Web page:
23:17 GMT on Sunday 18 April marked the end of their 53rd day at sea for the Cap gemini and Schneider Electric crew, but the start of Day 53 for the stopwatch.
At this time, Geronimo's position was 293 nautical miles from the Equator at 30°W, compared with 734 nautical miles at the same time 24 hours earlier. We should perhaps add that the trimaran, then at 30°50'W longitude, was no more than 289 nautical miles from the Equator at this longitude - the shortest possible route.
On their Day 53 in 2002, Orange and Bruno Peyron were 68 nautical miles south of the imaginary line between the hemispheres, which they crossed much further east than the reference point of 0°, 30°W targeted by Geronimo.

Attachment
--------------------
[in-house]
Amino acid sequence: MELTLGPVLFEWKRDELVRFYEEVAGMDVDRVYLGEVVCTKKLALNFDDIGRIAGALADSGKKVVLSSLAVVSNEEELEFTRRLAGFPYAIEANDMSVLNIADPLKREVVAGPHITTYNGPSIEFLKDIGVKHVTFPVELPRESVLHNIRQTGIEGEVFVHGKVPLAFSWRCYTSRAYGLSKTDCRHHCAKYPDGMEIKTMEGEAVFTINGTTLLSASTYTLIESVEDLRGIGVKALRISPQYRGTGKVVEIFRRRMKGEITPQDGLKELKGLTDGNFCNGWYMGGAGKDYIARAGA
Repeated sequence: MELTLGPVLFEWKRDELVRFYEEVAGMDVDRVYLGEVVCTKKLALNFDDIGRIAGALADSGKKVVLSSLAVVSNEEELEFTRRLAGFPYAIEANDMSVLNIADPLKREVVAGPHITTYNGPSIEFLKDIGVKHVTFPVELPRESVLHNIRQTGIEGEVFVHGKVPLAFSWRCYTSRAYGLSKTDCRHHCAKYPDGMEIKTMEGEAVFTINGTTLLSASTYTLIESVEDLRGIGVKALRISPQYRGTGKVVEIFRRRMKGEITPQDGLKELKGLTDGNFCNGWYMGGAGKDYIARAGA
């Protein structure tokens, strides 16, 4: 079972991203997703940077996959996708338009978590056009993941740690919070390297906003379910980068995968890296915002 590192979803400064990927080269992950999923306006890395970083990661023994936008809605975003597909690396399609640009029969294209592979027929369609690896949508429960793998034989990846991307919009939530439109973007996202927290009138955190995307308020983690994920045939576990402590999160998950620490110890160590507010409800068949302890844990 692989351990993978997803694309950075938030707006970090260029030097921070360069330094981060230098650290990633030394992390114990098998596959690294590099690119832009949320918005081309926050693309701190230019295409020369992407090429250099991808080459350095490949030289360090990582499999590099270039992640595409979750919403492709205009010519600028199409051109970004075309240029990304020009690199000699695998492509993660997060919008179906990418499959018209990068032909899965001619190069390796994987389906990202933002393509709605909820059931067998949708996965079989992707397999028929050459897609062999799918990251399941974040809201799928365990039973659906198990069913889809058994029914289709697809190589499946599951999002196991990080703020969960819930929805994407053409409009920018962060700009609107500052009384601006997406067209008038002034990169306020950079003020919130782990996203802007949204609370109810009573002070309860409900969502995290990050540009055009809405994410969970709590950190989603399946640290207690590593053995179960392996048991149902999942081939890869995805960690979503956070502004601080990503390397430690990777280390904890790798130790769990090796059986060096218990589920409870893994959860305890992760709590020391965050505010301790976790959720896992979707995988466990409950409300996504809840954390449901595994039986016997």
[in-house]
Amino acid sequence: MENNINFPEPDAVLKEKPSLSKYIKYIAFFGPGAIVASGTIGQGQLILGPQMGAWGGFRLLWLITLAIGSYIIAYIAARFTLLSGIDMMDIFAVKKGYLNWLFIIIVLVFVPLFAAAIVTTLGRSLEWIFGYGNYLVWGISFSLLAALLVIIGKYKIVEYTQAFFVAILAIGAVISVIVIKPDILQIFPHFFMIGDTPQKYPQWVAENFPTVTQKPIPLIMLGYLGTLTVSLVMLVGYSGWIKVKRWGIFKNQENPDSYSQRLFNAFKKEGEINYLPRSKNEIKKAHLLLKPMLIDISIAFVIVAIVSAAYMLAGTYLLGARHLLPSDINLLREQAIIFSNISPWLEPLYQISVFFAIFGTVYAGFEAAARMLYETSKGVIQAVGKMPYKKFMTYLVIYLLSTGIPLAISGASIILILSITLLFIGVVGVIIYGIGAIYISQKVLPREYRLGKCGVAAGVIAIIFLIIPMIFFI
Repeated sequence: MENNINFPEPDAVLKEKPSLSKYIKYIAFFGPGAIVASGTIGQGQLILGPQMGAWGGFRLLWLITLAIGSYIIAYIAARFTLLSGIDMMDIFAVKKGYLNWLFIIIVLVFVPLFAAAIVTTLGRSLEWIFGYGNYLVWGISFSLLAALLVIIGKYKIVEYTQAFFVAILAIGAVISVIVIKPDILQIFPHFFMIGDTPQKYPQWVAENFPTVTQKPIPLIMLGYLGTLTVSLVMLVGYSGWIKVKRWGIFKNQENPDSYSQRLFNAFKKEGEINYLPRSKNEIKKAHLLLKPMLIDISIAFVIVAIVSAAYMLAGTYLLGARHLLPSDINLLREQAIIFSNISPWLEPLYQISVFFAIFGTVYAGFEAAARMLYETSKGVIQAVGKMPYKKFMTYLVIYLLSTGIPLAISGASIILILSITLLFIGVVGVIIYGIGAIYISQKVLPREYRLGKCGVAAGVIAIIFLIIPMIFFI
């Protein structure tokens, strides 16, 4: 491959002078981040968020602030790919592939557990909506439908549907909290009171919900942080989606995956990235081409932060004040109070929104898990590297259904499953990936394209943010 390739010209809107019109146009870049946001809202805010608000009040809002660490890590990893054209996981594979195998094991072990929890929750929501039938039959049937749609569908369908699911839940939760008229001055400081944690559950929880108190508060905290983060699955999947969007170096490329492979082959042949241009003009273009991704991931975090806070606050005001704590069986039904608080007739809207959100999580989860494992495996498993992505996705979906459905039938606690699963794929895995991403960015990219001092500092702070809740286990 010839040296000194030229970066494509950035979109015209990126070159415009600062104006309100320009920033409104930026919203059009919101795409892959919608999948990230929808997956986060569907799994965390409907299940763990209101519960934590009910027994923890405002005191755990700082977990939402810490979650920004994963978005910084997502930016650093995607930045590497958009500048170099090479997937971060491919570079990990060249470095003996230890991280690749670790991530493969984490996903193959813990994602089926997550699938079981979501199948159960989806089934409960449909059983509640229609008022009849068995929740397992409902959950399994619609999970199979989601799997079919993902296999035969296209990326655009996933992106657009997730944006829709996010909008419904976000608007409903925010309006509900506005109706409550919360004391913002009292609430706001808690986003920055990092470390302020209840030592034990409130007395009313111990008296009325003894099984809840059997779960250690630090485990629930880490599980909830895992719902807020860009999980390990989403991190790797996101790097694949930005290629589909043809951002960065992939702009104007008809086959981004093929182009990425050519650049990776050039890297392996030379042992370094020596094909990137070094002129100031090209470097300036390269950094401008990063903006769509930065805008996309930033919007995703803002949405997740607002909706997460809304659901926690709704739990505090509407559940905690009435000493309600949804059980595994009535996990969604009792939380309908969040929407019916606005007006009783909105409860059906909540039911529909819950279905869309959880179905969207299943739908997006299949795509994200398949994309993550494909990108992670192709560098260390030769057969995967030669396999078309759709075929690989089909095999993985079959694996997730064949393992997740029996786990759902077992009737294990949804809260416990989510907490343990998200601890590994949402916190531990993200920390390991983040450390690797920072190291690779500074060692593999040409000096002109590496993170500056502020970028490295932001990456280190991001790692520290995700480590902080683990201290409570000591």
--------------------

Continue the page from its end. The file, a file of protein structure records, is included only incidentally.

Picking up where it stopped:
Having suffered from a severe lack of wind for far too long, the grey trimaran was 221 nautical miles behind the Jules Verne Trophy holder on the basis of crossing the Equator by the shortest possible route from the positions occupied by the two boats on Day 53. This gap should change rapidly given the very different options taken by these two French crews two years apart.
On the other hand, on her Day 53, the round-the-world speed record holder Cheyenne was on the same latitude as Guadeloupe and 1,285 nautical miles ahead of Geronimo, compared with 1,263 on Day 52.